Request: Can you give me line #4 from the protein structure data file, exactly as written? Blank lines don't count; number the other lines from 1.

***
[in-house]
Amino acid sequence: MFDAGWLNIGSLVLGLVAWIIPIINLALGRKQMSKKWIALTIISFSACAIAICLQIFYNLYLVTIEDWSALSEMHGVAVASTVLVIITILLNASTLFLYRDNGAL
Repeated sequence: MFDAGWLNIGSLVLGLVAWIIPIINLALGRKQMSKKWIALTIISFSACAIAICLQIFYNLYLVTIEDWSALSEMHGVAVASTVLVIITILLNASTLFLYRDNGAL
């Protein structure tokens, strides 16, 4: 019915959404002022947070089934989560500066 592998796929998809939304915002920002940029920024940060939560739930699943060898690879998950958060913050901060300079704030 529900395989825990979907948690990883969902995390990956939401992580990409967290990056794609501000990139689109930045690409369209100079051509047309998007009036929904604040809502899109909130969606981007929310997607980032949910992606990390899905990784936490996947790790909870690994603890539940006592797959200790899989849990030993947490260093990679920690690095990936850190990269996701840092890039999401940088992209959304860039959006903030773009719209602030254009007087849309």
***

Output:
């Protein structure tokens, strides 16, 4: 019915959404002022947070089934989560500066 592998796929998809939304915002920002940029920024940060939560739930699943060898690879998950958060913050901060300079704030 529900395989825990979907948690990883969902995390990956939401992580990409967290990056794609501000990139689109930045690409369209100079051509047309998007009036929904604040809502899109909130969606981007929310997607980032949910992606990390899905990784936490996947790790909870690994603890539940006592797959200790899989849990030993947490260093990679920690690095990936850190990269996701840092890039999401940088992209959304860039959006903030773009719209602030254009007087849309």